Wild Young Minds: The Chelsea Hotel

Monday, March 10, 2014

The Chelsea Hotel

'Stayin' up for days in the Chelsea Hotel... Writing 'Sad Eyed of the Lowlands' for you...'

Imagine Bob Dylan's raw voice singing these lyrics and you're already there. On a bed, doing nothing, looking out of the windows to see Manhattan's finest streets and stayin' like this for days, in the Chelsea Hotel. God, how I wished I had the chance to stay there. Of course, I could save some money and go there now, but it would be nothing like the way it once was. The Chelsea Hotel in the Sixties, Seventies and Eighties. Those were the times, that was where it happened and with whom it happened.
So what actually happened? Well, Hotel Chelsea (original spelling) was where writer/poet Dylan Thomas stayed when he died in 1953, it was where Sid Vicious - lead singer of The Sex Pistols - killed his girlfriend Nancy and it was where beat writer Jack Kerouac wrote his famous - and my favourite of all times - book 'On the Road'. Oh, and where he made love to a man (he was heterosexual), Gore Vidal to be specific (who was gay).
In other words, it was a hook-up for bohemians, a place to go crazy and live the artist life. It was where Patti Smith stayed, where Edie and Andy went wild and where Arthur Miller tried to forget his love affair with Marilyn.
To give you a tiny bit of information about the hotel itself: Hotel Chelsea was built between 1883 and 1885. In the beginning, it was a private apartment cooperative. It was in 1905 when the building became a hotel. Later on, it went bankrupt, but it reopened in 1939. Since then, it was a popular place to stay for - as already said - writers, painters, singers, etc. The hotel is build in a Victorian Gothic style and recognizable by its flower-ornamented iron facade and its grand staircase. If you are interested in visiting it, Hotel Chelsea is located at 222 West 23rd Street in the Manhattan neighborhood of Chelsea.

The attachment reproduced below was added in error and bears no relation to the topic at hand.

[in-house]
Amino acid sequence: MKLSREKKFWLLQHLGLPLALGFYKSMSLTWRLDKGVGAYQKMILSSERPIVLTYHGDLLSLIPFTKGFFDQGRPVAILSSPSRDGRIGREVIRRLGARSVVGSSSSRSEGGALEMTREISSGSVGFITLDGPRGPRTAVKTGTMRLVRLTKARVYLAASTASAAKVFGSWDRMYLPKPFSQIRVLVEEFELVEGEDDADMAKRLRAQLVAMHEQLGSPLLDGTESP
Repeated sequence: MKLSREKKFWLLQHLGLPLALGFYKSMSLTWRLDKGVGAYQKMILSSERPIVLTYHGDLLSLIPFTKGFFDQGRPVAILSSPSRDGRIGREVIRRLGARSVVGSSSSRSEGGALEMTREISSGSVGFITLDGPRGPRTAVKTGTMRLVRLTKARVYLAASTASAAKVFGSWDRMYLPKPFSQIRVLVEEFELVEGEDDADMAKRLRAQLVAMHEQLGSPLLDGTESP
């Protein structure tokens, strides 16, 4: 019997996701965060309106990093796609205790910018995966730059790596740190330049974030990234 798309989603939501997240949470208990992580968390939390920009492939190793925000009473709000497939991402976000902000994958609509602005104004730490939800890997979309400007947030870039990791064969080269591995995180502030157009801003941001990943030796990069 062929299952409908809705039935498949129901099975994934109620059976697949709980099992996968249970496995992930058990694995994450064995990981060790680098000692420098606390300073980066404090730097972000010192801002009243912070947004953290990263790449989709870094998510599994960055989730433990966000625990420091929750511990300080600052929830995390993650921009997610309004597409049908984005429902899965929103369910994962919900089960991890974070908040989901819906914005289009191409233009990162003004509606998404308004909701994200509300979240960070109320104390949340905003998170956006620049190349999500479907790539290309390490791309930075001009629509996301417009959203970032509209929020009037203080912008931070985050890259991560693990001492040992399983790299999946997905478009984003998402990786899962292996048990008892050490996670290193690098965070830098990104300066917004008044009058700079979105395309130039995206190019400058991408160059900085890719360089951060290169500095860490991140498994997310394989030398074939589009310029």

To me, the first thing I think about when hearing the words 'Chelsea Hotel' is the intriguing song 'Chelsea Hotel no. 2' by Leonard Cohen. I can understand people saying his voice is a bit monotonous and dull, but I absolutely love the way it fits his lyrics. Dramatic, yes, but in a light-hearted way. Anyway, I loved 'Chelsea Hotel no. 2' even more when I heard what - and more importantly who - it was about. The myth behind this song is that Leonard Cohen once met Janis Joplin in an elevator in Hotel Chelsea. ''Are you looking for someone'' he asked her. ''Yes, I'm looking for Kris Kristofferson'', she answered. He said: ''Little Lady,you're in luck, I am Kris Kristofferson''. Eventually she knew it wasn't him, of course, but they did start a love affair. You can recognize her in the lyrics: 'We are ugly, but we have the music'. Harsh, but true. Isn't it?
Great stories to fill a book with, right? That's exactly what Sherill Tippins must have thought, because she recently published her book 'Inside the Dream Palace' (The Life and Times of New York's Legendary Chelsea Hotel). She studied the New York bohemian movement and claims to give an answer to the question: why did this particular hotel grow out to be the longest-lived artists' community of the world?
It also looks forward. Because the hotel has largely lost its great allure. It has been sold to a real estate owner, who dismantled all hotel rooms. It's not yet known what's to come of it. A shameful fact, but unfortunately hard to prevent from happening, since all famous inhabitants seem to die one by one. But let's not think about this too much. Let's think about Hotel Chelsea as a legendary place, let's preserve that romantic feeling and fantasize about all the great things that happened there. How to put that in practice? Well, let's hope Tippins has added some alluring photos in her book. And if we don't have that money, let's listen to Leonard Cohen, Bob Dylan or Tom Waits. No problem.

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